Sour candies are bad for your teeth

By web gangsta | Published:

Sour Skittles
Sour Skittles

Who doesn’t like a little sour candy once in a while?

We know one person who absolutely hates and loves all types of sour candies:  your local dentist.  They love the candy because candy of all sorts eventually leads to cavities and more patients.  They hate the sour candies because of what they do to tooth enamel, simply as a matter of the high levels of acidity required to give you that mouth-puckering sour taste.

Web Watch has a friend who regularly jokes that he has a lack of adequate tooth enamel because of something his mother did (or didn’t do) while he was growing in the womb.  While there might be some truth to that, he should also take into account the types of candy that he chooses to eat.

That’s because, according to Dr John Ruby from the University of Alabama Birmingham School of Dentistry, there are some sour candies that contain so much acidity, that eating them is almost the same as drinking battery acid.

And it all has to do with those aforementioned acidity levels.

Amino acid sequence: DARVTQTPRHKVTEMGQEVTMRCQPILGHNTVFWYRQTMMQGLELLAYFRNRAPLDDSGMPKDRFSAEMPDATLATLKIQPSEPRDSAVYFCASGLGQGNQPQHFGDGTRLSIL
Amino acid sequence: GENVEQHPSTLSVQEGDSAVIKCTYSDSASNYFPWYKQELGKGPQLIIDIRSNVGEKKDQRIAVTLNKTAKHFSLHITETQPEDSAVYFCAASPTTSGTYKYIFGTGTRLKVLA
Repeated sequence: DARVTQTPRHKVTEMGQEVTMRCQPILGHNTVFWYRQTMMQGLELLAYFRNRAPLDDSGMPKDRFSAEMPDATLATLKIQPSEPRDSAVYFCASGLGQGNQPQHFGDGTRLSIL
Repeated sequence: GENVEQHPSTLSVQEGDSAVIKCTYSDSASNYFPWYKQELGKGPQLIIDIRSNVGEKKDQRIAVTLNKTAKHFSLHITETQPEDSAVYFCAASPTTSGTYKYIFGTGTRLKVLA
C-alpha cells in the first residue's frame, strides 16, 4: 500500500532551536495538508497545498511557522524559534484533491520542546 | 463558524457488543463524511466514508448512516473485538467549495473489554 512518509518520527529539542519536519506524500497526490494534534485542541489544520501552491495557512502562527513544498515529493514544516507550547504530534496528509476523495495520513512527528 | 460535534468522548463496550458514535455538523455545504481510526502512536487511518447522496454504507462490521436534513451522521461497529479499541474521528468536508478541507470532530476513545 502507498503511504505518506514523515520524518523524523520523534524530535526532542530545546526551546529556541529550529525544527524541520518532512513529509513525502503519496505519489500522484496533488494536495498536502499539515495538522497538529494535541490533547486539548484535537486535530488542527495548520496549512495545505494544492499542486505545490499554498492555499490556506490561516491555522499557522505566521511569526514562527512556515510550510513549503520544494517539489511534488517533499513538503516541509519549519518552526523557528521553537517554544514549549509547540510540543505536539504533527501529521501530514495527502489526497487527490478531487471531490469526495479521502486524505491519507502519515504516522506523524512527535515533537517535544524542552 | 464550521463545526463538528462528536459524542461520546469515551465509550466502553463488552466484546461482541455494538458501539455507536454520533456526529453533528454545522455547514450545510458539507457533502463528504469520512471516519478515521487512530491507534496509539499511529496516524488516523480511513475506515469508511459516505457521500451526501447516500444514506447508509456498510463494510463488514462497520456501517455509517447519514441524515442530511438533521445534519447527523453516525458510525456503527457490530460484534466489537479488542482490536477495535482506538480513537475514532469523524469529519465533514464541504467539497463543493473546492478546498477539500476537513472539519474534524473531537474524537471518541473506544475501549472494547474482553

Water has an acidity level  (also called pH) of 7.0.  That’s good.    Battery acid has an acidity level of 1.0. That’s bad.

Tooth enamel loss comes in around a 4.0 on that logarithmic scale. 


The answer?  Lots of them.

  • Spree, Sweetarts, Sour Gummi Bears are your least acidic of the bunch, with a PH rating of 3.0.  Remember, the lower the number, the worse things get.
  • Warheads Sour Spray was the worst of those studied – 1.6 on the scale.  Parents would be well advised not to provide this candy to their kids, if only to protect that precious tooth enamel

Other Ph levels on the list were:

  • Sour Punch Straws – 2.5
  • Skittles – 2.5
  • Sour Skittles – 2.2
  • Laffy Taffy – 2.5
  • Starburst – 2.4
  • Wonka Nerds (Grape) – 2.0
  • Altoids Mango Sours – 1.9
  • Fun Dip powder – 1.8